Strength Bites: Brandon Lilly November 18 2014 1 Comment



Brandon Lilly is the man behind the Cube Method, and is one of the world's top elite powerlifters. He has achieved a raw total of over 2200 pounds, and will be stepping on to the world platform later this week at the GPA Worlds in Sydney, Australia. 

Despite what he says, his recovery from his squatting injury in January earlier this year is nothing short of miraculous. On his left side, he tore his quad and patella tendons, his ACL, MCL and his meniscus. He also broke his kneecap. On his right side, he tore his quad and patella tendons and partially tore his meniscus and small hamstring. While mere mortals may just be learning how to walk again, Brandon is already squatting and deadlifting weights that we still dream of, and planning his return to powerlifting at GPA Worlds. 

Ferocity caught up with him to learn how his recovery has been going. 


Cheryl: Can you share more about how your recovery is going and what has helped the most?

Brandon: The main thing is positive energy, and positive people around you. When I was injured I realized how many people I catered to that really didn't matter, sometimes at the expense of my true friends, and family. I adjusted my focus, shut some people out, pulled others closer, and set out on a plan to get better.

There is nothing easy about the surgeries I endured, but there is also nothing miraculous about my recovery. I had one of the best surgeons in the country, and to be put back together correctly is the first step. From there with all the pieces in the proper place, it was just allowing everything to "heal" to the point that I could set out on my recovery path. I explored natural supplements, prescription medications, peptides, and PRP injections to further the healing, and at this point lifting was not my focus, walking was. Once I had my plan, my course of action, I took my first step. Literally.

Cheryl: That's incredible. It must have been such a struggle going from squatting hundreds of pounds to learning how to walk again. What helped you to keep your focus and drive?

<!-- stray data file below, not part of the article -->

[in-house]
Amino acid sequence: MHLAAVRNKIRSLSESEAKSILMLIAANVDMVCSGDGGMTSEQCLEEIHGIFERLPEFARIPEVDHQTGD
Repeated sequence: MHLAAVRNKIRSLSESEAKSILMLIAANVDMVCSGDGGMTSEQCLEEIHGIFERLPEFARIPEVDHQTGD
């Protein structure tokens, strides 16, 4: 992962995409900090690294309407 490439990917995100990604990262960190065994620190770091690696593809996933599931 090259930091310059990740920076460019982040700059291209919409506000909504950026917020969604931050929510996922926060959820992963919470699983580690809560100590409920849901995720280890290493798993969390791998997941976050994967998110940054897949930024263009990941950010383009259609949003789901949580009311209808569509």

Brandon: My son. He's 7 now, and as impractical as the sport of powerlifting is, and the selfishness of it, it was only worsened when I felt like I may never get to do things with him. That was by far the most motivating aspect for my recovery. The other side was wanting to show people the kind of individual I am. My brain can tolerate the fact that I may never squat a PR again, but I never wanted to be a guy that lifted the most weight, I wanted to be respected as someone who made the most of the circumstances I was dealt. That's really all life is about is making the most of every single day.

Cheryl: I think you have definitely shown everyone that you definitely made the most of the circumstances, particularly in the past year. We've all been very much inspired by you. Can you share some of the most important lessons you've learnt from lifting and how you apply it now?

Brandon: My personality is like a bull. I set a goal, and I do whatever it takes to achieve. Straightforward. Since the injury I've really learned to listen to warning signs my body gives me, and I push when it feels good to push, and I am more reserved when I feel I should be reserved. My issue for a while was that I set goals for GPA Worlds. The goals were just numbers I believe I can achieve, rather than numbers that made sense based on my training, so I fell into the trap of overdoing it and my legs would stay sore for days on end. Then I realized GPA Worlds is not my swan song. I will compete after this meet so I'm better suited to lift to my abilities and take what the day allows. Ironically enough the more reserved approach has probably allowed me to advance more quickly than had I been full steam ahead the entire time.

Cheryl: Thank you Brandon, and all the best at GPA Worlds!